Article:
The medical consequences of tobacco use—including secondhand exposure—make tobacco control and smoking prevention crucial parts of any public health strategy. Since the first Surgeon General’s Report on Smoking and Health in 1964, states and communities have made efforts to reduce initiation of smoking, decrease exposure to smoke, and increase cessation. Researchers estimate that these tobacco control efforts are associated with averting an estimated 8 million premature deaths and extending the average life expectancy of men by 2.3 years and of women by 1.6 years.18 But there is a long way yet to go: roughly 5.6 million adolescents under age 18 are expected to die prematurely as a result of an illness related to smoking.13
Prevention can take the form of policy-level measures, such as increased taxation of tobacco products; stricter laws (and enforcement of laws) regulating who can purchase tobacco products; how and where they can be purchased; where and when they can be used (i.e., smoke-free policies in restaurants, bars, and other public places); and restrictions on advertising and mandatory health warnings on packages. Over 100 studies have shown that higher taxes on cigarettes, for example, produce significant reductions in smoking, especially among youth and lower-income individuals.217 Smoke-free workplace laws and restrictions on advertising have also shown benefits.218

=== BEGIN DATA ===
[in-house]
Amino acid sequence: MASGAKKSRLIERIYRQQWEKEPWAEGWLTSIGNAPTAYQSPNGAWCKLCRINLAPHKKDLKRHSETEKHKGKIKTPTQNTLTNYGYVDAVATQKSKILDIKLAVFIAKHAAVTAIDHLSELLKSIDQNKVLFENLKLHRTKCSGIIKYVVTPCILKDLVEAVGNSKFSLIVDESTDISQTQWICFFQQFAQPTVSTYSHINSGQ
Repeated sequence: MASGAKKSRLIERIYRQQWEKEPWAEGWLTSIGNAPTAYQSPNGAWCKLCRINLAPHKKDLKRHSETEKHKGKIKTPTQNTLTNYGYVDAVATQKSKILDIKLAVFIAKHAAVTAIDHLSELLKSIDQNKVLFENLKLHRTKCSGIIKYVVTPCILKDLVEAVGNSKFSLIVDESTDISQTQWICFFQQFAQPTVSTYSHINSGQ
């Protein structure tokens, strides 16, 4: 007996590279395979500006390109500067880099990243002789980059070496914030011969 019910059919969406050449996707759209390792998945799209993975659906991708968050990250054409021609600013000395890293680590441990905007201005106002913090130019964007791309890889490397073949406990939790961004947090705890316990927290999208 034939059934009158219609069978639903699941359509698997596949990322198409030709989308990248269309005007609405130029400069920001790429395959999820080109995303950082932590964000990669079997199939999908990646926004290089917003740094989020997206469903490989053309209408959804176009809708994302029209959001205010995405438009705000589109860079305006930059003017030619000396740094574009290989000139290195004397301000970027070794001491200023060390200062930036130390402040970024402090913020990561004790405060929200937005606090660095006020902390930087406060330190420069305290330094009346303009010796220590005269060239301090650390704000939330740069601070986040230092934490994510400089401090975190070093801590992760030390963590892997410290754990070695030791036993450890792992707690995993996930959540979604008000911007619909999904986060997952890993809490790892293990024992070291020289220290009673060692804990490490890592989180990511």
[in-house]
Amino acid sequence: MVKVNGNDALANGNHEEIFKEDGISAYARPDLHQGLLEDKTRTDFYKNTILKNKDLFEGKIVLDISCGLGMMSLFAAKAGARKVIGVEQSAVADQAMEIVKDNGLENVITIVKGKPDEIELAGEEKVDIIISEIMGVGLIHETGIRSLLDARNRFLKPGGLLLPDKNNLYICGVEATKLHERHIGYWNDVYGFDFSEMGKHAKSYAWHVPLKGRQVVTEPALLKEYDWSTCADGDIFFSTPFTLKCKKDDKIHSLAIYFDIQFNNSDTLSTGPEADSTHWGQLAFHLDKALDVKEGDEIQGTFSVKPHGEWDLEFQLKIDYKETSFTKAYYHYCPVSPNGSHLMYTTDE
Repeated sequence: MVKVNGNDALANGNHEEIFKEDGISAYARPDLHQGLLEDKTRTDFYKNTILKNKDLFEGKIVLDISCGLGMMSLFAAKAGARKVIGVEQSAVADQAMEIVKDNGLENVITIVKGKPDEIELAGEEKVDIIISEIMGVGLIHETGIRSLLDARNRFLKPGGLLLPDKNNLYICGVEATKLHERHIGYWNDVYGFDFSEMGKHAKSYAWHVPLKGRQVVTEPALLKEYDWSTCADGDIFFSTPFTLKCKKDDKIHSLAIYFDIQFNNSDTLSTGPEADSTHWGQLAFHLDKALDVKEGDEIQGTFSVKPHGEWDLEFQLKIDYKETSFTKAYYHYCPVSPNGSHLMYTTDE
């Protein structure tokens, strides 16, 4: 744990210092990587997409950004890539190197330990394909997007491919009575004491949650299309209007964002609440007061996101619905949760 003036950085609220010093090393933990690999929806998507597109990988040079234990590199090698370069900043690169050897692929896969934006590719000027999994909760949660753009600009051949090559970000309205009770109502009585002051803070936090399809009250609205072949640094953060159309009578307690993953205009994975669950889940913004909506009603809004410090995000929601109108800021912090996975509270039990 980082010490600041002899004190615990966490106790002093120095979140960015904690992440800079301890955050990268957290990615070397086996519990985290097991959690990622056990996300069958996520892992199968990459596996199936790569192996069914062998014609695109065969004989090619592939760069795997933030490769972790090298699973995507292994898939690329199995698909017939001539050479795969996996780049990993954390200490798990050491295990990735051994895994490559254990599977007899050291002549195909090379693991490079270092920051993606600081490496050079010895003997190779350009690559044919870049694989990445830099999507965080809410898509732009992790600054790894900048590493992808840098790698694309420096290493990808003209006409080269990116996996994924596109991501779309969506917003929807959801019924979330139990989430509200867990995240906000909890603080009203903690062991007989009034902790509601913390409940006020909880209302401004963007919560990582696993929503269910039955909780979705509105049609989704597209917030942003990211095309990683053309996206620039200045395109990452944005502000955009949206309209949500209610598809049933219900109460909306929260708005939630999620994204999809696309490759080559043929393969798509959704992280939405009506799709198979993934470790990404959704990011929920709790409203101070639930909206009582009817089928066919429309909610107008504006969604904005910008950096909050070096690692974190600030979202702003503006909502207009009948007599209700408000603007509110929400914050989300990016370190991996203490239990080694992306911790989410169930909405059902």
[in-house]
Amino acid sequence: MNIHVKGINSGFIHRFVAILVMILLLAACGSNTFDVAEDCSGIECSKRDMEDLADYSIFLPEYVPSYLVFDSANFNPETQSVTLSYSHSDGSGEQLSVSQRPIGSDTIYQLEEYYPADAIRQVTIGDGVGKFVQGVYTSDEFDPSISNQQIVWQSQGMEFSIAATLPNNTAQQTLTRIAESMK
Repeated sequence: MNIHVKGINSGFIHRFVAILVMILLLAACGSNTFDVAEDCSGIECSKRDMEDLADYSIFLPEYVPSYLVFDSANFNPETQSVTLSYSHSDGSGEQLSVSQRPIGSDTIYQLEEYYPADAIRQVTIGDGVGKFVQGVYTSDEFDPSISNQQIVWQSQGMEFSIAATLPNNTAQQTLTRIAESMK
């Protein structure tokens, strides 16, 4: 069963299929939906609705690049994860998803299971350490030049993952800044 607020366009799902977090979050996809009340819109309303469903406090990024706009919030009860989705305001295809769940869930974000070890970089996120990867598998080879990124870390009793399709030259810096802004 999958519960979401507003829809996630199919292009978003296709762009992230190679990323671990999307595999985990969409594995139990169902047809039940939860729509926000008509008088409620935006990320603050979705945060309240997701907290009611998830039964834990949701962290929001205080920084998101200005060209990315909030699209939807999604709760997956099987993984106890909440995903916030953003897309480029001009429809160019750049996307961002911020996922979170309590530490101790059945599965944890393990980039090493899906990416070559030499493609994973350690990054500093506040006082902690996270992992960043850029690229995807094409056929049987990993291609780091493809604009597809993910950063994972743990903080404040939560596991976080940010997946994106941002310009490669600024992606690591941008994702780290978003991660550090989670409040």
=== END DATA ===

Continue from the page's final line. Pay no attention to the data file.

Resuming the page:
Prevention can also take place at the school or community level. Merely educating potential smokers about the health risks has not proven effective.218 Successful evidence-based interventions aim to reduce or delay initiation of smoking, alcohol use, and illicit drug use, and otherwise improve outcomes for children and teens by reducing or mitigating modifiable risk factors and bolstering protective factors. Risk factors for smoking include having family members or peers who smoke, being in a lower socioeconomic status, living in a neighborhood with high density of tobacco outlets, not participating in team sports, being exposed to smoking in movies, and being sensation-seeking.219 Although older teens are more likely to smoke than younger teens, the earlier a person starts smoking or using any addictive substance, the more likely they are to develop an addiction. Males are also more likely to take up smoking in adolescence than females.
Some evidence-based interventions show lasting effects on reducing smoking initiation. For instance, communities utilizing the intervention-delivery system, Communities that Care (CTC) for students aged 10 to14 show sustained reduction in male cigarette initiation up to 9 years after the end of the intervention.220